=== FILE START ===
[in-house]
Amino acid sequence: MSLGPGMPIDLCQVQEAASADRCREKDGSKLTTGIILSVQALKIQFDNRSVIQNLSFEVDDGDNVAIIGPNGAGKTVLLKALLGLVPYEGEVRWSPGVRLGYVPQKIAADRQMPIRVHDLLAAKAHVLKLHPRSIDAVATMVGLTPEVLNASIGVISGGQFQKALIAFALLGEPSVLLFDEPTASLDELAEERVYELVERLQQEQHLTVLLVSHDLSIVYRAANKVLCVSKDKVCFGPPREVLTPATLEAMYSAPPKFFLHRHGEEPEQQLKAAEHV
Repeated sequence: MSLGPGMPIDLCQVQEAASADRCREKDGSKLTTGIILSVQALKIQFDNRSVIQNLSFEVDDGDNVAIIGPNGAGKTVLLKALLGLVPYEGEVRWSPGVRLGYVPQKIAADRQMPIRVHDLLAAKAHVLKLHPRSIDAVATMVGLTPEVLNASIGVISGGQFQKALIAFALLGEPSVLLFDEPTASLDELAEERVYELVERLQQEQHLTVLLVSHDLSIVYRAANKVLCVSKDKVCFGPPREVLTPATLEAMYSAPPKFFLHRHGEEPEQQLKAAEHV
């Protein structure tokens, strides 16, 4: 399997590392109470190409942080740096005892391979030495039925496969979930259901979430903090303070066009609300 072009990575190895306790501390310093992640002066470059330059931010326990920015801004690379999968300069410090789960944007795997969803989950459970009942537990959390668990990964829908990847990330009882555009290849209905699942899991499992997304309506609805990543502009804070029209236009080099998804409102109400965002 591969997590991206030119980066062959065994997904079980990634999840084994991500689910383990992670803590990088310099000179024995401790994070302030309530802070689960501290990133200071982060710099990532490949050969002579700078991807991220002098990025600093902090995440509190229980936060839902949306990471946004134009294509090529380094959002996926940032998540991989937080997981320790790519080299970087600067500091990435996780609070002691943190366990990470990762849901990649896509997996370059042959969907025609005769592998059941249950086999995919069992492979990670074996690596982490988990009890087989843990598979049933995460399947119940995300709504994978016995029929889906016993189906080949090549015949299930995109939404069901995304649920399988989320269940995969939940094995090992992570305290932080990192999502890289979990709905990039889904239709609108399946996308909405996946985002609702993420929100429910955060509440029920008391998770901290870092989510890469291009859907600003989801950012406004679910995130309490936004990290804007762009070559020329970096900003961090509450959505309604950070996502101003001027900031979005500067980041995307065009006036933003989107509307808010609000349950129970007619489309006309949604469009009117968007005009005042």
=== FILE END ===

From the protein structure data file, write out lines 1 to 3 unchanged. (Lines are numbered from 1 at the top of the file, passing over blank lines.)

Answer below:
[in-house]
Amino acid sequence: MSLGPGMPIDLCQVQEAASADRCREKDGSKLTTGIILSVQALKIQFDNRSVIQNLSFEVDDGDNVAIIGPNGAGKTVLLKALLGLVPYEGEVRWSPGVRLGYVPQKIAADRQMPIRVHDLLAAKAHVLKLHPRSIDAVATMVGLTPEVLNASIGVISGGQFQKALIAFALLGEPSVLLFDEPTASLDELAEERVYELVERLQQEQHLTVLLVSHDLSIVYRAANKVLCVSKDKVCFGPPREVLTPATLEAMYSAPPKFFLHRHGEEPEQQLKAAEHV
Repeated sequence: MSLGPGMPIDLCQVQEAASADRCREKDGSKLTTGIILSVQALKIQFDNRSVIQNLSFEVDDGDNVAIIGPNGAGKTVLLKALLGLVPYEGEVRWSPGVRLGYVPQKIAADRQMPIRVHDLLAAKAHVLKLHPRSIDAVATMVGLTPEVLNASIGVISGGQFQKALIAFALLGEPSVLLFDEPTASLDELAEERVYELVERLQQEQHLTVLLVSHDLSIVYRAANKVLCVSKDKVCFGPPREVLTPATLEAMYSAPPKFFLHRHGEEPEQQLKAAEHV